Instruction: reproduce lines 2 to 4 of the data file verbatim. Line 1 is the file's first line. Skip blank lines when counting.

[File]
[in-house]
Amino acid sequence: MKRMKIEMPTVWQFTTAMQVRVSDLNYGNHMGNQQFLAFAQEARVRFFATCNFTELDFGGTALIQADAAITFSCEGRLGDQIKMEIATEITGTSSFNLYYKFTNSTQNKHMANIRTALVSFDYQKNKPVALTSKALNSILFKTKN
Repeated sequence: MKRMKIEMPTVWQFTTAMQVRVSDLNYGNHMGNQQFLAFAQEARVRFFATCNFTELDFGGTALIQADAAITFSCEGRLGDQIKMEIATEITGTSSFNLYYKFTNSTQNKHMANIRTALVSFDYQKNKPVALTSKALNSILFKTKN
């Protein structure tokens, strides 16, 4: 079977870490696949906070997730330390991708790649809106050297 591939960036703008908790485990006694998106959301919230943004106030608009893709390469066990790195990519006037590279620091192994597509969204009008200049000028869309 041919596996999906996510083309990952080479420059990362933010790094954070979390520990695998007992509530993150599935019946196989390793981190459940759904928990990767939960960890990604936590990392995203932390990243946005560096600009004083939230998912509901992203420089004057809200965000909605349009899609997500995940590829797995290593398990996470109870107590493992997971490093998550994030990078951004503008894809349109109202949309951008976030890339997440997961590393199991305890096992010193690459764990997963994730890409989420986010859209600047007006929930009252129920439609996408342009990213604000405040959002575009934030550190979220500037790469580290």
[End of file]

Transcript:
Amino acid sequence: MKRMKIEMPTVWQFTTAMQVRVSDLNYGNHMGNQQFLAFAQEARVRFFATCNFTELDFGGTALIQADAAITFSCEGRLGDQIKMEIATEITGTSSFNLYYKFTNSTQNKHMANIRTALVSFDYQKNKPVALTSKALNSILFKTKN
Repeated sequence: MKRMKIEMPTVWQFTTAMQVRVSDLNYGNHMGNQQFLAFAQEARVRFFATCNFTELDFGGTALIQADAAITFSCEGRLGDQIKMEIATEITGTSSFNLYYKFTNSTQNKHMANIRTALVSFDYQKNKPVALTSKALNSILFKTKN
């Protein structure tokens, strides 16, 4: 079977870490696949906070997730330390991708790649809106050297 591939960036703008908790485990006694998106959301919230943004106030608009893709390469066990790195990519006037590279620091192994597509969204009008200049000028869309 041919596996999906996510083309990952080479420059990362933010790094954070979390520990695998007992509530993150599935019946196989390793981190459940759904928990990767939960960890990604936590990392995203932390990243946005560096600009004083939230998912509901992203420089004057809200965000909605349009899609997500995940590829797995290593398990996470109870107590493992997971490093998550994030990078951004503008894809349109109202949309951008976030890339997440997961590393199991305890096992010193690459764990997963994730890409989420986010859209600047007006929930009252129920439609996408342009990213604000405040959002575009934030550190979220500037790469580290």